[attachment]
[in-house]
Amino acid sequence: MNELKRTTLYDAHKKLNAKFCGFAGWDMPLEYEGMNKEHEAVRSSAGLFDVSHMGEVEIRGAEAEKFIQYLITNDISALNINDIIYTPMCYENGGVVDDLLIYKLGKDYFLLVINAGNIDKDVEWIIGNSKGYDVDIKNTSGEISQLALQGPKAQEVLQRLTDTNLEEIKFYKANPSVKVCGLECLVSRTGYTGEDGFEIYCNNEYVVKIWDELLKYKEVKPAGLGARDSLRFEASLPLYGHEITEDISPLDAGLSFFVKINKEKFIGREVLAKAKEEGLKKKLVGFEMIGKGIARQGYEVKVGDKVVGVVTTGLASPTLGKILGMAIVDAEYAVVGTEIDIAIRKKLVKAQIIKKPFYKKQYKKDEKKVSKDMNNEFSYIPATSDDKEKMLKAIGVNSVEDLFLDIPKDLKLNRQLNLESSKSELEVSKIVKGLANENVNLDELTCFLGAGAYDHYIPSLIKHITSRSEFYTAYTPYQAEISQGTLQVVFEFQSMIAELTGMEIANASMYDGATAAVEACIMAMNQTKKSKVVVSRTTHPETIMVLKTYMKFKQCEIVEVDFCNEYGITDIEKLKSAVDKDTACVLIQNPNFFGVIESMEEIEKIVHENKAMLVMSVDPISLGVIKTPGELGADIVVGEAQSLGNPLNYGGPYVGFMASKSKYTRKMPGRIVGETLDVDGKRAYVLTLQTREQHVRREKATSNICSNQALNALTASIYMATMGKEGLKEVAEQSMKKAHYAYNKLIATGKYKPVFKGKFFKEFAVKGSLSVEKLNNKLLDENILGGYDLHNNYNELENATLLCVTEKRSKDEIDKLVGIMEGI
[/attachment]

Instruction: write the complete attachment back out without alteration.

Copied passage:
[in-house]
Amino acid sequence: MNELKRTTLYDAHKKLNAKFCGFAGWDMPLEYEGMNKEHEAVRSSAGLFDVSHMGEVEIRGAEAEKFIQYLITNDISALNINDIIYTPMCYENGGVVDDLLIYKLGKDYFLLVINAGNIDKDVEWIIGNSKGYDVDIKNTSGEISQLALQGPKAQEVLQRLTDTNLEEIKFYKANPSVKVCGLECLVSRTGYTGEDGFEIYCNNEYVVKIWDELLKYKEVKPAGLGARDSLRFEASLPLYGHEITEDISPLDAGLSFFVKINKEKFIGREVLAKAKEEGLKKKLVGFEMIGKGIARQGYEVKVGDKVVGVVTTGLASPTLGKILGMAIVDAEYAVVGTEIDIAIRKKLVKAQIIKKPFYKKQYKKDEKKVSKDMNNEFSYIPATSDDKEKMLKAIGVNSVEDLFLDIPKDLKLNRQLNLESSKSELEVSKIVKGLANENVNLDELTCFLGAGAYDHYIPSLIKHITSRSEFYTAYTPYQAEISQGTLQVVFEFQSMIAELTGMEIANASMYDGATAAVEACIMAMNQTKKSKVVVSRTTHPETIMVLKTYMKFKQCEIVEVDFCNEYGITDIEKLKSAVDKDTACVLIQNPNFFGVIESMEEIEKIVHENKAMLVMSVDPISLGVIKTPGELGADIVVGEAQSLGNPLNYGGPYVGFMASKSKYTRKMPGRIVGETLDVDGKRAYVLTLQTREQHVRREKATSNICSNQALNALTASIYMATMGKEGLKEVAEQSMKKAHYAYNKLIATGKYKPVFKGKFFKEFAVKGSLSVEKLNNKLLDENILGGYDLHNNYNELENATLLCVTEKRSKDEIDKLVGIMEGI